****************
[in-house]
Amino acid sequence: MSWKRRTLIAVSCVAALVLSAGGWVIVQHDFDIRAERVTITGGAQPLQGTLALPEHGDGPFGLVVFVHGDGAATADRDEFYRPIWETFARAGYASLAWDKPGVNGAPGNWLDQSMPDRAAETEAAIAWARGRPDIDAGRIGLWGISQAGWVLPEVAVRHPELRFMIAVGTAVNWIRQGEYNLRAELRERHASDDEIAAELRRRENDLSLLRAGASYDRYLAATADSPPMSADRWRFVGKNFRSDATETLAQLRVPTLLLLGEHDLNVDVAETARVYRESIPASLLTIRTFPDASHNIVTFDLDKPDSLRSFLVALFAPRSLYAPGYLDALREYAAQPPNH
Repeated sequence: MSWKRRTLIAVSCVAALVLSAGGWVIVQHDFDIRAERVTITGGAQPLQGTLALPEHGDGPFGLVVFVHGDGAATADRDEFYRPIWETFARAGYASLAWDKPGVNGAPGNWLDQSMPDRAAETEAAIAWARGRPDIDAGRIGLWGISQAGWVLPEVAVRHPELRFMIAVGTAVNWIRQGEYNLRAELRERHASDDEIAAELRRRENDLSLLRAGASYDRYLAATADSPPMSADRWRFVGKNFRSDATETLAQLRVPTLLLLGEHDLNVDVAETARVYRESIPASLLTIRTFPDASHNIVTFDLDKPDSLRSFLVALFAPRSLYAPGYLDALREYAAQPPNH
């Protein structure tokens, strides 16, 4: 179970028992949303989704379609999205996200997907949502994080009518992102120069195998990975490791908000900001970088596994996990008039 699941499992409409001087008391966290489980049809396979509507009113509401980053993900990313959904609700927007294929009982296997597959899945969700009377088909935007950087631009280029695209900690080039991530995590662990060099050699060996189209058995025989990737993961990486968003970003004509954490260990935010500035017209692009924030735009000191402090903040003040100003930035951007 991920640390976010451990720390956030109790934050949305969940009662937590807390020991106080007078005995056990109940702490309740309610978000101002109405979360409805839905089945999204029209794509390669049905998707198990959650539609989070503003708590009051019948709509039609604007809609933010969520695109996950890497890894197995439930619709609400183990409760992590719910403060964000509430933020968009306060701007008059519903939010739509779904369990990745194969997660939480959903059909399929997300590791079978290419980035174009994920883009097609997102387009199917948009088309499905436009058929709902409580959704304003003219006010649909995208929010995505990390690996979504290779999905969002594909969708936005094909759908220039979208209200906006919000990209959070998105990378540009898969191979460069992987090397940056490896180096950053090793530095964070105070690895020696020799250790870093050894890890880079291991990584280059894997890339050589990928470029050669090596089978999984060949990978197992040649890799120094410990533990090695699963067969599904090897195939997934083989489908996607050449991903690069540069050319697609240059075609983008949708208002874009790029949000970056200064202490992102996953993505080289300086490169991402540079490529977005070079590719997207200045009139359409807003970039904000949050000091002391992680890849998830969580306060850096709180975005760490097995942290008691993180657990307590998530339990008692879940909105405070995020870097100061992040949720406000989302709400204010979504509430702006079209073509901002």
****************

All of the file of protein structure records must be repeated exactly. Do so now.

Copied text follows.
[in-house]
Amino acid sequence: MSWKRRTLIAVSCVAALVLSAGGWVIVQHDFDIRAERVTITGGAQPLQGTLALPEHGDGPFGLVVFVHGDGAATADRDEFYRPIWETFARAGYASLAWDKPGVNGAPGNWLDQSMPDRAAETEAAIAWARGRPDIDAGRIGLWGISQAGWVLPEVAVRHPELRFMIAVGTAVNWIRQGEYNLRAELRERHASDDEIAAELRRRENDLSLLRAGASYDRYLAATADSPPMSADRWRFVGKNFRSDATETLAQLRVPTLLLLGEHDLNVDVAETARVYRESIPASLLTIRTFPDASHNIVTFDLDKPDSLRSFLVALFAPRSLYAPGYLDALREYAAQPPNH
Repeated sequence: MSWKRRTLIAVSCVAALVLSAGGWVIVQHDFDIRAERVTITGGAQPLQGTLALPEHGDGPFGLVVFVHGDGAATADRDEFYRPIWETFARAGYASLAWDKPGVNGAPGNWLDQSMPDRAAETEAAIAWARGRPDIDAGRIGLWGISQAGWVLPEVAVRHPELRFMIAVGTAVNWIRQGEYNLRAELRERHASDDEIAAELRRRENDLSLLRAGASYDRYLAATADSPPMSADRWRFVGKNFRSDATETLAQLRVPTLLLLGEHDLNVDVAETARVYRESIPASLLTIRTFPDASHNIVTFDLDKPDSLRSFLVALFAPRSLYAPGYLDALREYAAQPPNH
């Protein structure tokens, strides 16, 4: 179970028992949303989704379609999205996200997907949502994080009518992102120069195998990975490791908000900001970088596994996990008039 699941499992409409001087008391966290489980049809396979509507009113509401980053993900990313959904609700927007294929009982296997597959899945969700009377088909935007950087631009280029695209900690080039991530995590662990060099050699060996189209058995025989990737993961990486968003970003004509954490260990935010500035017209692009924030735009000191402090903040003040100003930035951007 991920640390976010451990720390956030109790934050949305969940009662937590807390020991106080007078005995056990109940702490309740309610978000101002109405979360409805839905089945999204029209794509390669049905998707198990959650539609989070503003708590009051019948709509039609604007809609933010969520695109996950890497890894197995439930619709609400183990409760992590719910403060964000509430933020968009306060701007008059519903939010739509779904369990990745194969997660939480959903059909399929997300590791079978290419980035174009994920883009097609997102387009199917948009088309499905436009058929709902409580959704304003003219006010649909995208929010995505990390690996979504290779999905969002594909969708936005094909759908220039979208209200906006919000990209959070998105990378540009898969191979460069992987090397940056490896180096950053090793530095964070105070690895020696020799250790870093050894890890880079291991990584280059894997890339050589990928470029050669090596089978999984060949990978197992040649890799120094410990533990090695699963067969599904090897195939997934083989489908996607050449991903690069540069050319697609240059075609983008949708208002874009790029949000970056200064202490992102996953993505080289300086490169991402540079490529977005070079590719997207200045009139359409807003970039904000949050000091002391992680890849998830969580306060850096709180975005760490097995942290008691993180657990307590998530339990008692879940909105405070995020870097100061992040949720406000989302709400204010979504509430702006079209073509901002």